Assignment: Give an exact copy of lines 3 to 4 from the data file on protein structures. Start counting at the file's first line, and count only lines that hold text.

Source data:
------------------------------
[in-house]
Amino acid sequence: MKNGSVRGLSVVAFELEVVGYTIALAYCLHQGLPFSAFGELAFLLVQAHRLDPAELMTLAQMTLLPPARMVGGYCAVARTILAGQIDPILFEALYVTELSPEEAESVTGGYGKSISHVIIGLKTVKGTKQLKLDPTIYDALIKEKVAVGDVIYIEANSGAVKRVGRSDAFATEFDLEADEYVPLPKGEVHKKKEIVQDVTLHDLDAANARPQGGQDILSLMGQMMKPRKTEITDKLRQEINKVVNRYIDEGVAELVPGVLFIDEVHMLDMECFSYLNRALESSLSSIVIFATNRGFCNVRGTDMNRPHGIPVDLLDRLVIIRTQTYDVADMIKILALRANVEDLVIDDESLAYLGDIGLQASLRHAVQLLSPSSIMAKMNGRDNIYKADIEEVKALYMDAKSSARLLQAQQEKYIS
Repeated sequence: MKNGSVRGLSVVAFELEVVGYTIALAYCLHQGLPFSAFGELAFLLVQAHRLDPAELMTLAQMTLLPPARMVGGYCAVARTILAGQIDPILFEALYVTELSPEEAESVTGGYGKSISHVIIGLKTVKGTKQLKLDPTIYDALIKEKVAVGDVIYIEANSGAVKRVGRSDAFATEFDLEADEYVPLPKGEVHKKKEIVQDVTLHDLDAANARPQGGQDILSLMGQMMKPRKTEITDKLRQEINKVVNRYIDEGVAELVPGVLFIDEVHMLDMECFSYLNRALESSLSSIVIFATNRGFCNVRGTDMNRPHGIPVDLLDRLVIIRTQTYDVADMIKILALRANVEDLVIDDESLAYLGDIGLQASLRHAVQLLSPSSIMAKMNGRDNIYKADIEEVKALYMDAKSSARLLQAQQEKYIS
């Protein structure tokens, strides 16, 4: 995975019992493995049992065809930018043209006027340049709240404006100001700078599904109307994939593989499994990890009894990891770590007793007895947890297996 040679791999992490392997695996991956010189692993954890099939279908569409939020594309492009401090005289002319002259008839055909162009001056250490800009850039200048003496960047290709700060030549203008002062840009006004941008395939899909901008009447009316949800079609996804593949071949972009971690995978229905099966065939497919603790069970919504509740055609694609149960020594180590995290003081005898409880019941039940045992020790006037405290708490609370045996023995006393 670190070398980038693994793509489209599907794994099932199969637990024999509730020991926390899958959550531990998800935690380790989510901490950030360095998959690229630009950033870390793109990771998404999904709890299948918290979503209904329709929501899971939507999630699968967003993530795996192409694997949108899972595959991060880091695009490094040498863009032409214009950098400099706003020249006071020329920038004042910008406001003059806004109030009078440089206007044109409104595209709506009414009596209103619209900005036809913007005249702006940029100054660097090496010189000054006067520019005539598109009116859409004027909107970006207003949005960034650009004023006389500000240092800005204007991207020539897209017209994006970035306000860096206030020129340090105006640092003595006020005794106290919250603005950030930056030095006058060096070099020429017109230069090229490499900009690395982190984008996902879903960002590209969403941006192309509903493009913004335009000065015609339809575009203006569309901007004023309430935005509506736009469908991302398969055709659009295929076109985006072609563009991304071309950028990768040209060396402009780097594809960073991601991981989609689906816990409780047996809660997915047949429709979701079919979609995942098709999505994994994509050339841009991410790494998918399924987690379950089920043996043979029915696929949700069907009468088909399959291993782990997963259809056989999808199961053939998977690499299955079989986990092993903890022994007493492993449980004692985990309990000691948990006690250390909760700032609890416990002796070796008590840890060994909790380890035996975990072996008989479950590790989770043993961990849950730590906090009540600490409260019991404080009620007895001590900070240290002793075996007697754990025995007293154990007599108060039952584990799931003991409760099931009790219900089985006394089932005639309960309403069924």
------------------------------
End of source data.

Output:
Repeated sequence: MKNGSVRGLSVVAFELEVVGYTIALAYCLHQGLPFSAFGELAFLLVQAHRLDPAELMTLAQMTLLPPARMVGGYCAVARTILAGQIDPILFEALYVTELSPEEAESVTGGYGKSISHVIIGLKTVKGTKQLKLDPTIYDALIKEKVAVGDVIYIEANSGAVKRVGRSDAFATEFDLEADEYVPLPKGEVHKKKEIVQDVTLHDLDAANARPQGGQDILSLMGQMMKPRKTEITDKLRQEINKVVNRYIDEGVAELVPGVLFIDEVHMLDMECFSYLNRALESSLSSIVIFATNRGFCNVRGTDMNRPHGIPVDLLDRLVIIRTQTYDVADMIKILALRANVEDLVIDDESLAYLGDIGLQASLRHAVQLLSPSSIMAKMNGRDNIYKADIEEVKALYMDAKSSARLLQAQQEKYIS
């Protein structure tokens, strides 16, 4: 995975019992493995049992065809930018043209006027340049709240404006100001700078599904109307994939593989499994990890009894990891770590007793007895947890297996 040679791999992490392997695996991956010189692993954890099939279908569409939020594309492009401090005289002319002259008839055909162009001056250490800009850039200048003496960047290709700060030549203008002062840009006004941008395939899909901008009447009316949800079609996804593949071949972009971690995978229905099966065939497919603790069970919504509740055609694609149960020594180590995290003081005898409880019941039940045992020790006037405290708490609370045996023995006393 670190070398980038693994793509489209599907794994099932199969637990024999509730020991926390899958959550531990998800935690380790989510901490950030360095998959690229630009950033870390793109990771998404999904709890299948918290979503209904329709929501899971939507999630699968967003993530795996192409694997949108899972595959991060880091695009490094040498863009032409214009950098400099706003020249006071020329920038004042910008406001003059806004109030009078440089206007044109409104595209709506009414009596209103619209900005036809913007005249702006940029100054660097090496010189000054006067520019005539598109009116859409004027909107970006207003949005960034650009004023006389500000240092800005204007991207020539897209017209994006970035306000860096206030020129340090105006640092003595006020005794106290919250603005950030930056030095006058060096070099020429017109230069090229490499900009690395982190984008996902879903960002590209969403941006192309509903493009913004335009000065015609339809575009203006569309901007004023309430935005509506736009469908991302398969055709659009295929076109985006072609563009991304071309950028990768040209060396402009780097594809960073991601991981989609689906816990409780047996809660997915047949429709979701079919979609995942098709999505994994994509050339841009991410790494998918399924987690379950089920043996043979029915696929949700069907009468088909399959291993782990997963259809056989999808199961053939998977690499299955079989986990092993903890022994007493492993449980004692985990309990000691948990006690250390909760700032609890416990002796070796008590840890060994909790380890035996975990072996008989479950590790989770043993961990849950730590906090009540600490409260019991404080009620007895001590900070240290002793075996007697754990025995007293154990007599108060039952584990799931003991409760099931009790219900089985006394089932005639309960309403069924």